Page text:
Ladysmith substation repair could take up to two months to complete
Some areas of the town suffered a nine-day power outage
- Ladysmith residents were ill-prepared when their substation went up in flames.
- Some areas of the town were without power for nine days.
- Power has been restored, but a full repair of the substation could take up to two months.
Ladysmith was plunged into darkness on Thursday, 2 February, when a substation went up in flames. The outage, lasting for nine days in some areas, sent the northern KwaZulu-Natal town’s 340,000 residents into a panic.
On Monday, Siyabonga Maphalala, spokesperson for Alfred Duma Municipality, confirmed that power was restored to all of Ladysmith, including Ward 20, but to fully repair the Jantha Road switch-house could take two months to complete. The substation needs seven more switchgear panels to be made up and installed.
According to eyewitnesses who spoke to GroundUp, it took firefighters more than two hours to extinguish the blaze. Electrical teams were on site day and night trying to fix the outage.
The entire town was initially out for four hours, but the 10,000 residents of ward 20 had the worst of it, with no power for nine days.
As to the cause of the fire, it is possible that electrical lubricant caught alight, “which will spread rapidly and burn quite hot”, an emergency responder told GroundUp.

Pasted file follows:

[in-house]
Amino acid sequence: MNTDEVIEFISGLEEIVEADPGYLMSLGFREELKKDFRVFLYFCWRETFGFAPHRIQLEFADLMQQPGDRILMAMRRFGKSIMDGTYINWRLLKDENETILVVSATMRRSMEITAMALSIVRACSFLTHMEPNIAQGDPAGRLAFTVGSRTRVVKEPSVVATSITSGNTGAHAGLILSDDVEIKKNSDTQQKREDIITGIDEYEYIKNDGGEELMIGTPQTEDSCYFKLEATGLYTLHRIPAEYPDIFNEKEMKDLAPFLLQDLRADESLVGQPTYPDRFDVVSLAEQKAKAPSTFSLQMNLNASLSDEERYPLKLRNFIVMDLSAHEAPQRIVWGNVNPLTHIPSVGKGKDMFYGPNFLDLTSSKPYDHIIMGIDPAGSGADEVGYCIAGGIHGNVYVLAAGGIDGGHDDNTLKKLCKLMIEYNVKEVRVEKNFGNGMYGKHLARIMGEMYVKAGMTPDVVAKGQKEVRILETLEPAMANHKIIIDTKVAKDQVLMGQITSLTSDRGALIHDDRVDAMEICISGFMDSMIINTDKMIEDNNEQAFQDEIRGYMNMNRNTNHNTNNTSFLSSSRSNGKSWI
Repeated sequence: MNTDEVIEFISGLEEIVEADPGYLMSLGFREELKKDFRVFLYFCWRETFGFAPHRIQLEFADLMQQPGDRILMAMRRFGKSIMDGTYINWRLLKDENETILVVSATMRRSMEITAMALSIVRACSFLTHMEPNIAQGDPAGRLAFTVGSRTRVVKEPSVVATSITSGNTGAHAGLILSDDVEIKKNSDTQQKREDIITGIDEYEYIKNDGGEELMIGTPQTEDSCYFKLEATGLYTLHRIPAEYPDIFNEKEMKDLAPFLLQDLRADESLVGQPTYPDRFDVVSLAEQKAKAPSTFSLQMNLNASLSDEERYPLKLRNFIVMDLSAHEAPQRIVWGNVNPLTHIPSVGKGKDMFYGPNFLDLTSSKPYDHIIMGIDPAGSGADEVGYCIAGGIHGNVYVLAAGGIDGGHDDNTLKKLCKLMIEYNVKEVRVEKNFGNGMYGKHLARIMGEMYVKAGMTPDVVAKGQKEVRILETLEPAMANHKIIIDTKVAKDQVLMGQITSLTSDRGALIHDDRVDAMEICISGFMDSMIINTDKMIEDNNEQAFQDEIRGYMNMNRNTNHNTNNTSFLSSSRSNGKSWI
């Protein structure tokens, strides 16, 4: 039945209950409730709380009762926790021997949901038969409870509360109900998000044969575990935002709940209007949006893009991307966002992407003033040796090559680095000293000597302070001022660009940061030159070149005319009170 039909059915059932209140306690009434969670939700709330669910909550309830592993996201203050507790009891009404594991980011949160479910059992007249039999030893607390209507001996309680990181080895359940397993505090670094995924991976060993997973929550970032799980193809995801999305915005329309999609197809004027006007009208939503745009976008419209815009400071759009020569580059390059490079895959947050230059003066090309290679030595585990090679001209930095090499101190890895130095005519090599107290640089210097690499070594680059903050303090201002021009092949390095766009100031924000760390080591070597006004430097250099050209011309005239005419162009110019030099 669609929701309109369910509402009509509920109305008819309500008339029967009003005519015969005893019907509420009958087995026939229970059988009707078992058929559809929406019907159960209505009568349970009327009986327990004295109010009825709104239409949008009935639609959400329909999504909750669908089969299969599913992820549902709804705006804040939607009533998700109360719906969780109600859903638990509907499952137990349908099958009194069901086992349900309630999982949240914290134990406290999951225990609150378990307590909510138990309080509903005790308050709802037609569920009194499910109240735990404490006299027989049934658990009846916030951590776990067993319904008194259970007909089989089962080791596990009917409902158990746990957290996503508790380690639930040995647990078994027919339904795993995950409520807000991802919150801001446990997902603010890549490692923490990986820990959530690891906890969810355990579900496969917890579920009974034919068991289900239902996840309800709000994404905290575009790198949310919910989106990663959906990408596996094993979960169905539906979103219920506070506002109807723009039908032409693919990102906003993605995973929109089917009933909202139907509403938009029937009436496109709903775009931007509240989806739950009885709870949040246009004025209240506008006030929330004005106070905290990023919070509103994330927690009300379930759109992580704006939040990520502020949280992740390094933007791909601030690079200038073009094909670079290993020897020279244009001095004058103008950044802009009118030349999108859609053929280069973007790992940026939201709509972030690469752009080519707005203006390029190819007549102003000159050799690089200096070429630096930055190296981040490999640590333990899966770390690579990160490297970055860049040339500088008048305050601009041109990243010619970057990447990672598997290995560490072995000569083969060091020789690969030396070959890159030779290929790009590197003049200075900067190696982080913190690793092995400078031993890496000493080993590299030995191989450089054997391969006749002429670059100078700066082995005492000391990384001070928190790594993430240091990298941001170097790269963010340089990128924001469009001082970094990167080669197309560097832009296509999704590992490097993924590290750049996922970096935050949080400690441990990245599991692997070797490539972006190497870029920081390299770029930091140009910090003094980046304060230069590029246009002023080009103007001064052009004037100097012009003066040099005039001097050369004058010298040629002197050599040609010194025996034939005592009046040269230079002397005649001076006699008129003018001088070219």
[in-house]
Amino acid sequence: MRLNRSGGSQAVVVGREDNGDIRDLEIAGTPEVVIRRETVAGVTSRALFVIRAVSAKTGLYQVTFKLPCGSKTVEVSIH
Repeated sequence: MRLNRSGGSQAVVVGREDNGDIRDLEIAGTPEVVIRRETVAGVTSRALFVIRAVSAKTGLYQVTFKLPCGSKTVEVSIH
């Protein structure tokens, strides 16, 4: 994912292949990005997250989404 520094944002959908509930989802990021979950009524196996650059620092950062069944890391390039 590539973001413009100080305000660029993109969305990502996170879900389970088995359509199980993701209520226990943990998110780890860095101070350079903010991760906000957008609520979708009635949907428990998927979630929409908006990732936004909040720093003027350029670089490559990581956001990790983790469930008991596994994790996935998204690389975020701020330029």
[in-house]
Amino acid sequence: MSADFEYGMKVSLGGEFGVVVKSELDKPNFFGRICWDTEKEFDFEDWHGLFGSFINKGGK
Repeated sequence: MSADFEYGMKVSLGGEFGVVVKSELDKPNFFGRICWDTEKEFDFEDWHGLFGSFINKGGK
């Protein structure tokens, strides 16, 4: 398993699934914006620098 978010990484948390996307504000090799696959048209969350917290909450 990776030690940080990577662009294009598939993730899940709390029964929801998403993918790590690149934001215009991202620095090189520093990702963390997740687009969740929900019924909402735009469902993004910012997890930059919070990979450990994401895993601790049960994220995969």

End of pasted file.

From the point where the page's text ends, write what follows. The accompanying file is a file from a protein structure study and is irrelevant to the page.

Sara, a resident on Centenary Road, Acaciavale, a middle-income area, said power only returned in her area in the early hours of Saturday. She showed us the empty boxes of frozen food she had to dispose of because it perished during the outage. Water supply was also disrupted and she had to collect water in buckets for bathing and cleaning.
“We were living like it was the 1950s,” she said. “Making a fire outside to cook and boil water. There wasn’t even gas we could buy. Everything was sold out. My sons wanted to get generators from Durban. In fact, that’s what many people ended up doing, because there was no stock here.”
In neighbouring Ndomba it is the norm for people to use candles and outside fires, yet they too were affected by the outage, having to share candles and paraffin because the shelves in the town were empty as other people, now also without power, bought up supplies.
Residents give credit to two senior officials for rescuing the town. They did not wish to be named or interviewed.
“He’s always been a supporter [of] this town. A good old fashioned hard worker,” said Paddy-Anne, owner of the Durnford Lodge, of one of the officials.
Ward 20 Councillor Abbas Warasally (IFP), who is presently on crutches after he stepped on debris and slipped at the Jantha Road switch-house site, said, “After calling every supplier in the books, a company in Pretoria was found and two very senior members of the [electricity] department physically went there to inspect and test the goods. Then, they came back to Ladysmith and we had the parts delivered here a day after that.”
Ladysmith is unused to power outages. Several residents and smaller businesses confirmed this saying the town does not suffer scheduled blackouts. As far as we could establish, the industrial areas carry the burden alone.
The unexpected nature of the blackout was part of the reason why panic buying took place and why residents were so ill-prepared.
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